Learning to Dance

Explorations in the Spiritual Life

Date: May 5, 2004


The perfect weather continued throughout the day, too relaxing in fact. It was not the kind of day to work, rather my grogginess continued and I drifted into less intensive pursuits. That’s fine, I work on Saturdays, and usually Sundays, I’m not sure if it was the change of weather, the wonderful breeze, or some recent exertions, only I just felt so entirely relaxed today, completely so.

And I let myself relax. That’s not always a bad spiritual quality. A Sabbath day is one of the ten commandments and all. Though, I can’t let myself fall behind yet more. I love the writing, I feel energized by the tasks, so when all feel restored in mind and body, I’m eager to jump back in. I think this might mean beginning to set my alarm clock. I notice that when I get up late, I have a significantly harder time starting. This morning it was seven thirty… not too late, but enough tasks are needing to be done first and through that next few hours I have a hard time settling into a rhythm.

There is the thought to blame some sort of spiritual block, or distration… only this time I think the only distraction is myself, and only finding and maintaining discipline within this decidedly loose environment is the answer.

That being said, I also have to start going to bed earlier. Eleven is too late if I want to get up as early as I want, and be ready to go as I ought.


Early overcast skies burned off with the rising sun. A steady breeze continues to cool. Birds sing joyously, all kinds, and jays making sounds which make them sound like different kinds. At six it was like standing in an aviary — every tree, and just about every branch had a member of the morning chorus. The sky is bright blue, not a cloud around. Perfect day, one could easily say.

And now the electricity is off (as I transcribe this, it is obviously back), meaning I have to write rather than type, and choose to sit in the sun, rather than at my desk. I also notice typing most of the time does not result in neat penmanship.

This gives me a perfect chance to balance out my peculiar kayak tan — which consists of tan knees and pale shins.

I woke up groggy and at peace — finding it difficult throughout the mornng to get into the flow of writing, which works out, because I likely would have lost my efforts in this, one of our occasional mountain power outages.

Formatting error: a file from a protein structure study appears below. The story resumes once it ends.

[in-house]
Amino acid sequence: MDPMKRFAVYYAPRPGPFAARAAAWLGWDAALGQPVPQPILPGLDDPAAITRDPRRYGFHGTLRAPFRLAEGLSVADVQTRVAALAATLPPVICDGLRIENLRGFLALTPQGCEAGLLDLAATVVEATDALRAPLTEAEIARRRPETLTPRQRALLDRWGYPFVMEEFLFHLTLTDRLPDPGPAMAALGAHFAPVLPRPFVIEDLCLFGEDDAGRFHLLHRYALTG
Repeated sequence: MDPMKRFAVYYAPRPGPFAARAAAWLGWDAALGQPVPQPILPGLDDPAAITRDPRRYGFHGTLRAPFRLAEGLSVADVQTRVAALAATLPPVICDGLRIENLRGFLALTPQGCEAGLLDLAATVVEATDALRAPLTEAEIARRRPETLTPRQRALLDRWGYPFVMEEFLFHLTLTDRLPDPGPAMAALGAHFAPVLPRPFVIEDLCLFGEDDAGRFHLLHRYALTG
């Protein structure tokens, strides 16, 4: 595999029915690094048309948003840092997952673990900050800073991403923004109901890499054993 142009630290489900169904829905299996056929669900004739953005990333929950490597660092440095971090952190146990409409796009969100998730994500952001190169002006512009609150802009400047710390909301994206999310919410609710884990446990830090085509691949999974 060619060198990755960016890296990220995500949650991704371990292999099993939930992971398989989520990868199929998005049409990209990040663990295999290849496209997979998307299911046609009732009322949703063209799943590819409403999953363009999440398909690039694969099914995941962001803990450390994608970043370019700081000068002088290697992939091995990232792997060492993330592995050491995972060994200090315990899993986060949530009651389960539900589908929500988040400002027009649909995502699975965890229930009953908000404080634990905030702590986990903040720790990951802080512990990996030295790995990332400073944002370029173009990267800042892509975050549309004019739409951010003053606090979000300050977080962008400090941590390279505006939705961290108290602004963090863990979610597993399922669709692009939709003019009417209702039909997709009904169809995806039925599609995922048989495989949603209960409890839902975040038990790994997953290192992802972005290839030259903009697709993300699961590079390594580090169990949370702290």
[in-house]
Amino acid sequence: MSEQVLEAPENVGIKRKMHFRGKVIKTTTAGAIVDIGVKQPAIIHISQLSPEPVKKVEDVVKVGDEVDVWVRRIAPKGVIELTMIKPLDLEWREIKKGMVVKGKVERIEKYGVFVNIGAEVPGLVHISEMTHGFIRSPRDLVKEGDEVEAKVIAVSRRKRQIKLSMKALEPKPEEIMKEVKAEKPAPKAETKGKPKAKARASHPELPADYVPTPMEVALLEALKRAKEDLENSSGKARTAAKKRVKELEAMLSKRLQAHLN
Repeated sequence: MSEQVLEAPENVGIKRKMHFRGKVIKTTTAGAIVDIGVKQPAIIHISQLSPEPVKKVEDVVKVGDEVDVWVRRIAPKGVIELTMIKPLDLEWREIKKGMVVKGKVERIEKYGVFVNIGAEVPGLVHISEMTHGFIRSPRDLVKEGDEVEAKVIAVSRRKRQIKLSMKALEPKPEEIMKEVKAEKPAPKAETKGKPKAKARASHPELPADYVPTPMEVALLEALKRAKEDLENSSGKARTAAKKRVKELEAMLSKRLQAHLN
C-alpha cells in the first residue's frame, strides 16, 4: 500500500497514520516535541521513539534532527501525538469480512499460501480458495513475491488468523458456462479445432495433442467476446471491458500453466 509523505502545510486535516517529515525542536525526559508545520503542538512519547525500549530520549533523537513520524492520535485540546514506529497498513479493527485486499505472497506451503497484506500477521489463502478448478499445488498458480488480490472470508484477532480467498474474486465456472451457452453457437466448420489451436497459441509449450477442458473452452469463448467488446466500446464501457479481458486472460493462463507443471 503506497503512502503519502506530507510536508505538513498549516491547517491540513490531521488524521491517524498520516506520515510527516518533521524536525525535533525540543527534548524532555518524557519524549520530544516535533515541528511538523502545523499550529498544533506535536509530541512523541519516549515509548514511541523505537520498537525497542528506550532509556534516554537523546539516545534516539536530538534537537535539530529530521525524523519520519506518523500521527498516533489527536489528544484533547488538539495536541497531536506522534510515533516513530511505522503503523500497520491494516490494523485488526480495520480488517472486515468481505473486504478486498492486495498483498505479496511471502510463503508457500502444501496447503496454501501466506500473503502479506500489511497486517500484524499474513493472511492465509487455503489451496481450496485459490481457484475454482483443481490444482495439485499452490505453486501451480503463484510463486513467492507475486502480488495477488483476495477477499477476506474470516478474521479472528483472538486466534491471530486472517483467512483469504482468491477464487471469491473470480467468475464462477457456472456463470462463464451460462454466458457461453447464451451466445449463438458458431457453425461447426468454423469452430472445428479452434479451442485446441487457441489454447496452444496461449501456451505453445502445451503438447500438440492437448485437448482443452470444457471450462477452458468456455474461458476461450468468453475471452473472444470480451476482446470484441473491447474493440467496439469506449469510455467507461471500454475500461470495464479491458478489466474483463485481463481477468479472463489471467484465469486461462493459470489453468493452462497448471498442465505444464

My mood is one of contented staring, sitting back and immersing myself in the world around; the wind blowing over and through me as I stand motionless a rock or stump.

I really do like the mountains, they are good for my soul, balm for my spiritual ills.

This is, I suppose, a decent time to begin to describe my understanding of Evangelical Monk.

First off, a monk is a person, man or woman who understands the pursuit of God and Christ to be the overarching principle in life. Everything is weighed according to this goal, and anything which impedes or distracts is discarded.

For some things this can be immediate, sudden and complete changes can be made. For other aspects it is a process; changing the heart and mind takes more time than changing housing or a job.

The key is at every point to ask, “What will lead me to Christ?”, “Will this lead me to Christ?” or “How is this leading me to Christ?” The first two are moral and discipline questions, determining our choices and use of time and space, helping us to find useful paths. The last is a theological question which takes account of circumstances and develops wisdom as well as focus.

There is a lot here to be discussed, including the ideas of singleness and related vows. I think I’ll deal with those later. The distinction, I should add here, is that while the goal is the same, an Evangelical monk will take into acount the distinctions in theology, and thus lead a life which has some distinctions. For instance, I can, as a person who seeks to put all things before Christ, understand my present singleness as a gift, to be used in such a way that I can pursue Christ with significantly more singlemindedness than a married person can, see it as a benefit to the goal… rather than as the handicap most Evangelicals (married and single) consider it to be. However, I take no vow, and am open to change (welcome it)… if that is how God leads. This is quite Pauline, I think. (This leads me to consider again the thought of how much the concept of inerrancy is much more a rhetorical than real position in conservative churches… but that will be included in the additional thoughts later).

So, basically, an Evangelical monk is just that… someone who devotes their life to Christ, from the perspective of Evangelical theology. It may or may not be a permanent call, nor is it a “higher” call. It is just a call, which some receive in all the various guises of the Church. Some are better at giving an outlet than others to this path.

Some still need to forge a way of their own. That’s sort of how I see this present writing and task.

© 2022 Learning to Dance

Theme by Anders NorenUp ↑